6 Steps Financial Advisors can take to Maximize the Value of their Business
In the first of a two-part series, we will explore how to maximize the value of your business. In the next installment, we will highlight strategies allowing you to monetize that value through succession planning.
What type of business do you want to have? What is your ideal outcome when you decide to retire? As an independent financial advisor, you have the benefit of making decisions about your future. You can decide to be satisfied if your practice is simply an everyday job that provides a paycheck. Or, you can decide to build a business with significant value that can be monetized when you move on to the next phase of your life.
But you must decide what the ideal outcome is and take action if it is to materialize. Look at what is realistically possible considering your current situation, and determine the steps necessary to make that image a reality. To maximize the value of your business and extract its worth, follow these six simple steps:
1. Define your ideal business
Once you know what you want for your practice, decide what type of business model will get you there and the path you need to take to create that model. Only you can define the optimal business model that fits your needs and desires. Planning for that objective should start right now.
2. Create a continuity plan
Before you do anything else, you need a continuity plan in place that provides for your clients and family in the wake of an unexpected event such as your death or disability. Specifically, the plan should be a written contract between you and another advisor who agrees to take care of your clients until you return, or a permanent successor is in place. A continuity plan does not eliminate the trauma and uncertainties associated with unforeseen events, but it may provide a framework to address the needs of your clients and salvage business value for you and your family.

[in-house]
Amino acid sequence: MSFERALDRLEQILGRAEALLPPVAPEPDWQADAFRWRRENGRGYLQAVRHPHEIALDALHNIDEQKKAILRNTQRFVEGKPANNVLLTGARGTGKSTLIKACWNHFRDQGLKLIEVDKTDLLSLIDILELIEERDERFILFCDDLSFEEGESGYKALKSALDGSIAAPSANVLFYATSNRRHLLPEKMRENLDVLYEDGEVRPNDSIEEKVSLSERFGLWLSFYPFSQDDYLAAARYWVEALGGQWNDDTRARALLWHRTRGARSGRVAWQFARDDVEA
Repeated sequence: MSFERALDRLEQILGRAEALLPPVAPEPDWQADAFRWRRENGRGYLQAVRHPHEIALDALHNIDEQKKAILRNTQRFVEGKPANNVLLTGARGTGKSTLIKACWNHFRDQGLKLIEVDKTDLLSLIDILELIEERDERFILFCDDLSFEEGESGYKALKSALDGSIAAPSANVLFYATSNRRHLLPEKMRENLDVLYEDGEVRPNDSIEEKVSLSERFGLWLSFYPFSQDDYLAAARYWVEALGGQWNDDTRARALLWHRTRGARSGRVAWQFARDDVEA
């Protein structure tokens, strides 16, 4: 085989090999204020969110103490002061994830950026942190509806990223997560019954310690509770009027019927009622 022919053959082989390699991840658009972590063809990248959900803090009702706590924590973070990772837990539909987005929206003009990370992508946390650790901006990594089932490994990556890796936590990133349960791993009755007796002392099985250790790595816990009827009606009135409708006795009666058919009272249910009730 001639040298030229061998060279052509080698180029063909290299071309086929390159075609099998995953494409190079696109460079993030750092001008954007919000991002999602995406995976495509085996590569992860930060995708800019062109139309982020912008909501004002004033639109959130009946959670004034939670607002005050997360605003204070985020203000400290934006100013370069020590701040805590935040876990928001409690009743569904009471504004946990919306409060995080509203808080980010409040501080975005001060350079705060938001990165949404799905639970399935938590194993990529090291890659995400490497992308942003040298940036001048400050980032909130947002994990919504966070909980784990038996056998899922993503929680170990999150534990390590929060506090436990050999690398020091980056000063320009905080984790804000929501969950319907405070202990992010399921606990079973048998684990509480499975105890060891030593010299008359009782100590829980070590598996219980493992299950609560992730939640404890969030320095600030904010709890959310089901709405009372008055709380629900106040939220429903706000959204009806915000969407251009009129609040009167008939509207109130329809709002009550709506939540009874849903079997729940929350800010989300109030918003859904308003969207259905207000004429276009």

If you take nothing else from this article, make it your mission to build a continuity plan that provides a foundation for the longer-term succession plan you envision for your business.
If the unexpected should happen, the lack of a written continuity plan may mean you and your family are left with little value for your practice. If you have a continuity plan in place, revisit it on a regular basis to ensure it addresses changes occurring in your business and within the financial services industry over time.
3. Define goals for your business and what you want it to do for you
Decide what you want your business to be and how much value you want to gain from it. Do you want to have a small practice or an enterprise? Do you want your business to continue as it is after you retire? Think about what you want your lifestyle to be when you retire, and decide how much you might need from your business to support it. Define your goals—make them specific—and write them down.
Consider the following example: You are a sole owner and rainmaker for your practice and are at a midpoint in your career. You prefer to work alone and enjoy the personalized service you provide to your clients. You feel you have the ability and capacity to double your revenue in the coming decade. As a result, you will likely never bring in additional advisors as a growth strategy. Your goal could be to improve your business’ value in other ways and package it for sale on the open market at retirement so that you can retire when you are ready.
Another example might be that you are the only advisor in your practice and realize that, while you are very successful, you do not have the capacity to grow much beyond your current revenue on your own. Your goal might be to create a plan allowing you to identify and bring on junior advisors, who can then be developed and later added to your business’ capacity and growth potential. These advisors could also be considered as possible successor candidates as you transition ownership over time. Such a goal would allow you to ease into retirement over a multiyear time frame.